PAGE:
"Willa, I appreciate your concern," said Terreis. "And I agree that we should be cautious. However, I don't think our concern justifies losing three whole days." The princess paused for a moment and then said, "No, we will proceed directly to the capital."
To emphasize her concern Willa made a daring reply. "Terreis, I am responsible for you and as because of that I must tell you that I think this approach is wrong. Do not do this!" It was not often that even a high ranking Amazon addressed royalty by name.
Terreis' voice reply was as cold as winter snows that capped the distant mountains. "Your responsibility is to obey my orders. Now you have had your say, Willa, but this discussion is now over. We will proceed--with or with you."
Willa gave her princess a long look. Everyone in the little group could feel the tension mounting. None of the warriors believed for a moment that Willa would actually be so foolish as to defy an Amazon princess. That was not the issue. What was was the uncomfortable fact that it was not exactly encouraging for any of them to see their two leaders at such open odds.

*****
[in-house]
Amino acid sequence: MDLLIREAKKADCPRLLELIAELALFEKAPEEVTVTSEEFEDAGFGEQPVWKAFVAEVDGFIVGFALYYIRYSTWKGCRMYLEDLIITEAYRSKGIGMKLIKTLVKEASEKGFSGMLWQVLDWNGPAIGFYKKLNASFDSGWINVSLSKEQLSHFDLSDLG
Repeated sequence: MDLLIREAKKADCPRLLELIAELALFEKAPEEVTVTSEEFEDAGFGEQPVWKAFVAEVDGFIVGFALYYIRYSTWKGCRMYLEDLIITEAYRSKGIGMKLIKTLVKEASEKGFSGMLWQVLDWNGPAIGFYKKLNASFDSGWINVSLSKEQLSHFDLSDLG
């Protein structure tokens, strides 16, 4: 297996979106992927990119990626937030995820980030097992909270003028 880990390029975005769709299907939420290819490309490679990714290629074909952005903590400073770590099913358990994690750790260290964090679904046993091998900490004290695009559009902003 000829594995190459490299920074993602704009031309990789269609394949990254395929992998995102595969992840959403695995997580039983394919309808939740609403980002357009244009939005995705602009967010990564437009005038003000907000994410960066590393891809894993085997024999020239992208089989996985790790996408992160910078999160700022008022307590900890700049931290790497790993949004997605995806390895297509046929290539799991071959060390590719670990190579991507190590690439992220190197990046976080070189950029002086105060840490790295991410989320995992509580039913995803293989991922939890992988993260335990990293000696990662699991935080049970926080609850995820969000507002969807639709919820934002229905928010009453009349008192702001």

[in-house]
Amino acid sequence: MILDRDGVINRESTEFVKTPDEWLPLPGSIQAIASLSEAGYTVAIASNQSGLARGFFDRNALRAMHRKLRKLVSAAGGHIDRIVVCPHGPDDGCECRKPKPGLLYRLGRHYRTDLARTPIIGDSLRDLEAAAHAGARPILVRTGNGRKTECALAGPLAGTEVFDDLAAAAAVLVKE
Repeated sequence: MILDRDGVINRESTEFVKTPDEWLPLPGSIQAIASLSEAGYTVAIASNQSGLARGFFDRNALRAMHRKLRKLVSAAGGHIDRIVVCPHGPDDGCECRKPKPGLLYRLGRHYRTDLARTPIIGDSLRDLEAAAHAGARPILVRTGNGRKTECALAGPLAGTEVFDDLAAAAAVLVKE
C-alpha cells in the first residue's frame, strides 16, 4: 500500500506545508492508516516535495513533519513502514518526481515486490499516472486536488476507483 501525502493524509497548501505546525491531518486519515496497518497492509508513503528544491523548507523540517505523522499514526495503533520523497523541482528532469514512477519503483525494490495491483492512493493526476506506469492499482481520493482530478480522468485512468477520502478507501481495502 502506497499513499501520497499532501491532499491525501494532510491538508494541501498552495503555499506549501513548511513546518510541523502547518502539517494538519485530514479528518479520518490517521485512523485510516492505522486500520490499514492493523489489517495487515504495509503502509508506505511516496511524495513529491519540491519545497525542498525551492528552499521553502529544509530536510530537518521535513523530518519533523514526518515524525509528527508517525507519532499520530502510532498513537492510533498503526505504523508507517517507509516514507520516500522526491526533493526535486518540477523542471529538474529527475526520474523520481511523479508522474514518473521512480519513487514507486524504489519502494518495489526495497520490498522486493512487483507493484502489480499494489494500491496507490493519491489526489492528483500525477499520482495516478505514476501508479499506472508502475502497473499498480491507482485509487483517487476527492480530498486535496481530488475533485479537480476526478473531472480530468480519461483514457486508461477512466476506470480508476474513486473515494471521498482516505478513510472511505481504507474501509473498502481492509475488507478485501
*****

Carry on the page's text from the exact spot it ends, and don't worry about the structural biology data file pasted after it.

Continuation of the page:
As an experienced officer Willa knew that too. More importantly she understood the demoralizing effect this could pose on those under her. The last thing she wanted was to appear to be undermining Terreis' leadership. She had no intention of standing before Melosa on charges of insubordination. Melosa might be fond of her but Willa knew that would do little to temper the queen's wrath if it was found she had indeed been disobedient. She had observed on more than one occasion just how ruthless her queen could be when it came to meting out punishment.
Still, it was not fear that entirely motivated Willa. One did not rise up the grueling chain of command to become a captain by being faint-hearted. And so it was that after what seemed like a very long time Willa deferentially nodded once and said, "Highness, I am yours to command. You know that. I go where you go. However as the one in tactical command it is part of my job to provide assessments to my superiors. It is my job to point out any potential dangers." Only in her mind did she dare to add, And errors too!
To the relief of everyone Terreis seemed satisfied by this. "I know you are only doing your duty," she said. Pausing, she then added, "But so am I. Zacharius here assures us there will be no trouble and with despite what we just saw I think we can take him at his word."
"Thank you, Highness," said Zacharius.